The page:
|Summary: The Invalid B-tree node size error may trigger because of file system corruption, virus infection, bad sectors, or any other problems with the internal hard disk or external drive (if connected). When this error occurs on your Mac, it would freeze, won’t load the OS upon rebooting, and prevent you from working or accessing the drive if the drive is external. So, if we’re able to fix disk-related issues, we should be able to get rid of this error.
Customer Querry: “I am getting an error message ‘Invalid B-tree node size. The volume could not be verified completely’ on my Mac. How can I fix this?”
Fix ‘Invalid B-tree Node Size Error’ on Mac?
Mac systems have built-in utilities that we can use to check and fix drive-related issues. We’d use these utilities to repair the faulty disk which would eventually fix the error.
FIX 1: Use Disk Utility
This is a GUI-based utility on Mac that can find and repair errors related to the formatting and directory structure of Mac-supported disks.
To fix the error on disk, follow the steps given below:
- Connect the drive (if external) to your Mac system
- Reboot or Turn on your Mac, and immediately press and hold Command (⌘) and R keys simultaneously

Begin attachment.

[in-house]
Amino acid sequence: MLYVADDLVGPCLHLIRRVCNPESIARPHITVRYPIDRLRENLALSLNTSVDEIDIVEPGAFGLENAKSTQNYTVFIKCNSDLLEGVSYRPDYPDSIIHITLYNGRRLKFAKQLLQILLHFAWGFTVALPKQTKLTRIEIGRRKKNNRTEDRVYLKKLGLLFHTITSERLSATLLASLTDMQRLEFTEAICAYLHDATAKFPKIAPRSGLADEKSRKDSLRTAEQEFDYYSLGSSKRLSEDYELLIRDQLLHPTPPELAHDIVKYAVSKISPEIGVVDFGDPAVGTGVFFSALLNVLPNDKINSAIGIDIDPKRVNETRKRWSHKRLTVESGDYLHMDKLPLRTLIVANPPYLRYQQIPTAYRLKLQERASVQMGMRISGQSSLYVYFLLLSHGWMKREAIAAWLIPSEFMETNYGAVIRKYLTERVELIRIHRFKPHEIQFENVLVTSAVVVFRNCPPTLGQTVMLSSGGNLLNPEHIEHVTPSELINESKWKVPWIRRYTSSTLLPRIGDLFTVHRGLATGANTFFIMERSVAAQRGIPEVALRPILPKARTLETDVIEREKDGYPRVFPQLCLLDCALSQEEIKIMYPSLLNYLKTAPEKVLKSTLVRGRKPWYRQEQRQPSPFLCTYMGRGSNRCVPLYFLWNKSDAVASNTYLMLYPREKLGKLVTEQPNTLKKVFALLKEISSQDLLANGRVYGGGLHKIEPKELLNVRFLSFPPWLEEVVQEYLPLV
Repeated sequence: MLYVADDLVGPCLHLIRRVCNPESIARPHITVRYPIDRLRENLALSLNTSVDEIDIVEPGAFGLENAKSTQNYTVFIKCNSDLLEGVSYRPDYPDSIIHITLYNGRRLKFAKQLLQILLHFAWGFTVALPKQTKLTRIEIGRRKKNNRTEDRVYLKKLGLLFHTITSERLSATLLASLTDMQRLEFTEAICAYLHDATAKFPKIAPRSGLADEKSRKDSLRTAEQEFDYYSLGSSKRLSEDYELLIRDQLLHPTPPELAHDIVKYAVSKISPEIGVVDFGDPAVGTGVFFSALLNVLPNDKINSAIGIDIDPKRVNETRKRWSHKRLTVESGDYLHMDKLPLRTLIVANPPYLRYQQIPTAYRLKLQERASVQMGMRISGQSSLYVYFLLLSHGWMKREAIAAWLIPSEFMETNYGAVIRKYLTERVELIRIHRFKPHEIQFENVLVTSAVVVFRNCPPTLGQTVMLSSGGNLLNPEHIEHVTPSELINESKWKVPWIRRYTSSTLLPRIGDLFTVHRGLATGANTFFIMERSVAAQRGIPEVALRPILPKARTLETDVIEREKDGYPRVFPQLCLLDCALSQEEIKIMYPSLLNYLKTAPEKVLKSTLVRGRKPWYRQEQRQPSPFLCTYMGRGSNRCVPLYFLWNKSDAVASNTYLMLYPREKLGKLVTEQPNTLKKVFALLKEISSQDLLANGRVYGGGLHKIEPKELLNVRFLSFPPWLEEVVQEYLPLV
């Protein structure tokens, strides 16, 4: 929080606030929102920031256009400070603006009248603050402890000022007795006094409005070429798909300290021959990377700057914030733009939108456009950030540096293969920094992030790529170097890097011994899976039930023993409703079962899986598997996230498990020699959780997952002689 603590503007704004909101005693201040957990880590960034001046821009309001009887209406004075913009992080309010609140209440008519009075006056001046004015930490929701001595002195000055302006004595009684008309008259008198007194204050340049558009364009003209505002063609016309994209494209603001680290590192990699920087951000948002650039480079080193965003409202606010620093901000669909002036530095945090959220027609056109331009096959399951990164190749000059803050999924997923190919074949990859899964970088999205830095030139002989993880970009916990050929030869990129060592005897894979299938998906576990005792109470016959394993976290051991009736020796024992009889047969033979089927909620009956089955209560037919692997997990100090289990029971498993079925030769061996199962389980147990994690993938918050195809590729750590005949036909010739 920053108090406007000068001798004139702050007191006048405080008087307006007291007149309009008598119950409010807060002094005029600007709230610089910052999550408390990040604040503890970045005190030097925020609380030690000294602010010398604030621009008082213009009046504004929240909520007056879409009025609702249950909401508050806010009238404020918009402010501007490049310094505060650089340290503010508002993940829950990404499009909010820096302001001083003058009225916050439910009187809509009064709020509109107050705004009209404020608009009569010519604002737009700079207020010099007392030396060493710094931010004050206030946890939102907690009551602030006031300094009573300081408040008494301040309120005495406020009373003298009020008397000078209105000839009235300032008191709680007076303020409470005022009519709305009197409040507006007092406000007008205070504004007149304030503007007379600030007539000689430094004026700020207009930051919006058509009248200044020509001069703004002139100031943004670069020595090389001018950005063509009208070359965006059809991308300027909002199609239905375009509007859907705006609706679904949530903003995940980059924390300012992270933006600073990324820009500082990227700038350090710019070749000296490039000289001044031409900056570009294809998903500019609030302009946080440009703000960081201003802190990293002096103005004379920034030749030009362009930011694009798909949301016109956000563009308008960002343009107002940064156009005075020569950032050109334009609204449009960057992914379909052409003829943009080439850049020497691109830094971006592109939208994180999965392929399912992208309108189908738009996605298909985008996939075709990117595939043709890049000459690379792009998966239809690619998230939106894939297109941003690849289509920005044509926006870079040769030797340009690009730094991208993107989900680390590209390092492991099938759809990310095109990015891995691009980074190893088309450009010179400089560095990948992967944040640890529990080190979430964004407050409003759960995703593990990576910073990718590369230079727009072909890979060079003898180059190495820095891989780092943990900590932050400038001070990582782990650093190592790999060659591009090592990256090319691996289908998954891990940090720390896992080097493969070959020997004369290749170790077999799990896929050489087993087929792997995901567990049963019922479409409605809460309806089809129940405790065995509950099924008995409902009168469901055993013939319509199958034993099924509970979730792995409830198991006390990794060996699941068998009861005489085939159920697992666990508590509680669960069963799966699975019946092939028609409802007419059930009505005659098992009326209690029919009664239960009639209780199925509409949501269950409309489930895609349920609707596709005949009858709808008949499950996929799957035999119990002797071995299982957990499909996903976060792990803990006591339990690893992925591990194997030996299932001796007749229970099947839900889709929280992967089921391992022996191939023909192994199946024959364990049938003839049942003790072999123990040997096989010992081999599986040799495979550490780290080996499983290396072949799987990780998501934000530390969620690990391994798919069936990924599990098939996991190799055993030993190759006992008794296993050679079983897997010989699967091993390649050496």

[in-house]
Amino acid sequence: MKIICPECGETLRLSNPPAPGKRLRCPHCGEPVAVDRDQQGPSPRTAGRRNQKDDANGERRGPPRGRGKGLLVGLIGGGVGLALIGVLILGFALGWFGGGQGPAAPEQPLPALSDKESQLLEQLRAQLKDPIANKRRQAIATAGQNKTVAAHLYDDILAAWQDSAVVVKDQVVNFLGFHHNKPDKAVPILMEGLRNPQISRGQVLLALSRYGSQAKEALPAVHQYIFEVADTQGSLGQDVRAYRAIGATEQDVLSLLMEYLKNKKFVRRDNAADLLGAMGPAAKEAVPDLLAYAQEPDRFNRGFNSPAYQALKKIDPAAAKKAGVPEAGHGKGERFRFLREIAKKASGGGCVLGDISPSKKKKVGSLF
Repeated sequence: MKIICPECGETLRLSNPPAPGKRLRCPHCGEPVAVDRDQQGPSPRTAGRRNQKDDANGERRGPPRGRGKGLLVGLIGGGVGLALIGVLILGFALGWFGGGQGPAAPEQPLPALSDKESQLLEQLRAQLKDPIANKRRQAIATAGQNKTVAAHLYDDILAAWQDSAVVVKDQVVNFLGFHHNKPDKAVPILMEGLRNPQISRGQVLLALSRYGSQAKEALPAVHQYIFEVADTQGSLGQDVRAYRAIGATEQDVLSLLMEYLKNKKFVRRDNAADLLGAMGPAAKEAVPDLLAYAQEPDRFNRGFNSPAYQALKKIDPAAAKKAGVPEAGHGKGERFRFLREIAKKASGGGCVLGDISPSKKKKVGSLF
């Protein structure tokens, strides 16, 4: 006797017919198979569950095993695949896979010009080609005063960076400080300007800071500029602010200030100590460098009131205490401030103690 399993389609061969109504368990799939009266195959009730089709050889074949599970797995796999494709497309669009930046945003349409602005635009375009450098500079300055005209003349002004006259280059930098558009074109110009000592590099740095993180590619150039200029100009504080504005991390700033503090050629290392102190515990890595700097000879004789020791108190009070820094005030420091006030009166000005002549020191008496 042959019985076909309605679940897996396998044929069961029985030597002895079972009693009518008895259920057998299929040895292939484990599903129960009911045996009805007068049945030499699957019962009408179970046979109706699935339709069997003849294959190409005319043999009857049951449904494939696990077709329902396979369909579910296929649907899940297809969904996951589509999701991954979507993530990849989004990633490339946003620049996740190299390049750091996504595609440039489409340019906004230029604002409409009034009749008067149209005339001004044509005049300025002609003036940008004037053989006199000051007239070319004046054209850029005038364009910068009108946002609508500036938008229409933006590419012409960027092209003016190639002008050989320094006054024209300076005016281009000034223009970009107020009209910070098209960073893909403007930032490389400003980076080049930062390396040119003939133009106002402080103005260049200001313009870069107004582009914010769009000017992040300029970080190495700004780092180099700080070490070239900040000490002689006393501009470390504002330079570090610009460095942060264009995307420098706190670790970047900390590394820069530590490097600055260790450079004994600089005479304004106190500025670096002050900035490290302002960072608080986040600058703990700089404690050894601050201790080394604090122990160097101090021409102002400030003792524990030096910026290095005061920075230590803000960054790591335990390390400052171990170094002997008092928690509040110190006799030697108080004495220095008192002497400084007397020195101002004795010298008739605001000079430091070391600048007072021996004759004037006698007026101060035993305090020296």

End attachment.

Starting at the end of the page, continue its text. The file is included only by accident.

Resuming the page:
[IMPORTANT]: If the affected drive is an external drive and you’re able to boot your Mac normally, open Disk Utility from the utility folder of your Applications folder, and skip steps 2 through 5.
4. As soon as you see the Apple logo, spinning globe, or other startup screens, release the keys
5. If prompted, enter the requested password and click Continue
6. Select Disk Utility and click Continue. This would open Disk Utility window
- From the menu bar or toolbar in Disk Utility Choose View > Show All Devices
On the sidebar, you’d be able to see all the disks with their respective containers and volumes on them.
- Follow the below hierarchy (bottom to top) for repairing:
Repair volumes, then containers, then disk
- On the affected disk choose the last volume in the hierarchy, select the First Aid button, and click Run to begin checking the selected volume for errors and fix errors
[NOTE]: If you see a Repair Disk button instead of Run, click on it to start repairing.
- Moving up in the hierarchy, choose the next volume and repair it the same way as instructed in the previous step
- Following the same sequence, repair all the other volumes
- Once all the volumes are repaired, repair the next items (if available) – which could be containers – above volumes
- After sequentially repairing the containers, choose and repair the disk itself.
- Once the repairing process is complete, restart your Mac (if the drive is internal), or disconnect and reconnect the drive (if external) and see if the error is fixed
If you still see this error, follow the next method.
FIX 2: Run FSCK Command
FSCK is a command-line utility to fix internal or external disk errors such as ‘Invalid B-tree’ on Mac. You can run this command only by rebooting your Mac into Single User mode. Let’s see the steps.